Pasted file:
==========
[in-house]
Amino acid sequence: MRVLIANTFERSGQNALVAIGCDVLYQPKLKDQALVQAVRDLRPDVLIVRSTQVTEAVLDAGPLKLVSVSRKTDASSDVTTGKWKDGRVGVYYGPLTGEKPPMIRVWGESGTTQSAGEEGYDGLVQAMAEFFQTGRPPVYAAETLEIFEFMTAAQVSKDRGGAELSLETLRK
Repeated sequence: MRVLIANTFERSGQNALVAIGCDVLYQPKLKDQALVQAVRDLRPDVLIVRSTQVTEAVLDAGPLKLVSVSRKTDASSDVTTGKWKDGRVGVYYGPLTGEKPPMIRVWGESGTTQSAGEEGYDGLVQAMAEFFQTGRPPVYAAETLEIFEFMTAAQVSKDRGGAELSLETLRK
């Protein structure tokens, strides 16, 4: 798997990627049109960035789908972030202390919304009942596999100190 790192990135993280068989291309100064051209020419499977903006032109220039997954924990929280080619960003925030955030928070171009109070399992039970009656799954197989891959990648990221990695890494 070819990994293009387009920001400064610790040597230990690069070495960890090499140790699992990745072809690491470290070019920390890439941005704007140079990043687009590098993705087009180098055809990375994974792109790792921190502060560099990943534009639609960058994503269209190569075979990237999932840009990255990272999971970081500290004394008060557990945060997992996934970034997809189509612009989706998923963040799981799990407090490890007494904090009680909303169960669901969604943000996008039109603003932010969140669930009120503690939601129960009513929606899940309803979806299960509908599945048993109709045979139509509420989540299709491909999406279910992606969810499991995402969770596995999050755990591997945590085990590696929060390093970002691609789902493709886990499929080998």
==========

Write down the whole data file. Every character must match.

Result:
[in-house]
Amino acid sequence: MRVLIANTFERSGQNALVAIGCDVLYQPKLKDQALVQAVRDLRPDVLIVRSTQVTEAVLDAGPLKLVSVSRKTDASSDVTTGKWKDGRVGVYYGPLTGEKPPMIRVWGESGTTQSAGEEGYDGLVQAMAEFFQTGRPPVYAAETLEIFEFMTAAQVSKDRGGAELSLETLRK
Repeated sequence: MRVLIANTFERSGQNALVAIGCDVLYQPKLKDQALVQAVRDLRPDVLIVRSTQVTEAVLDAGPLKLVSVSRKTDASSDVTTGKWKDGRVGVYYGPLTGEKPPMIRVWGESGTTQSAGEEGYDGLVQAMAEFFQTGRPPVYAAETLEIFEFMTAAQVSKDRGGAELSLETLRK
């Protein structure tokens, strides 16, 4: 798997990627049109960035789908972030202390919304009942596999100190 790192990135993280068989291309100064051209020419499977903006032109220039997954924990929280080619960003925030955030928070171009109070399992039970009656799954197989891959990648990221990695890494 070819990994293009387009920001400064610790040597230990690069070495960890090499140790699992990745072809690491470290070019920390890439941005704007140079990043687009590098993705087009180098055809990375994974792109790792921190502060560099990943534009639609960058994503269209190569075979990237999932840009990255990272999971970081500290004394008060557990945060997992996934970034997809189509612009989706998923963040799981799990407090490890007494904090009680909303169960669901969604943000996008039109603003932010969140669930009120503690939601129960009513929606899940309803979806299960509908599945048993109709045979139509509420989540299709491909999406279910992606969810499991995402969770596995999050755990591997945590085990590696929060390093970002691609789902493709886990499929080998």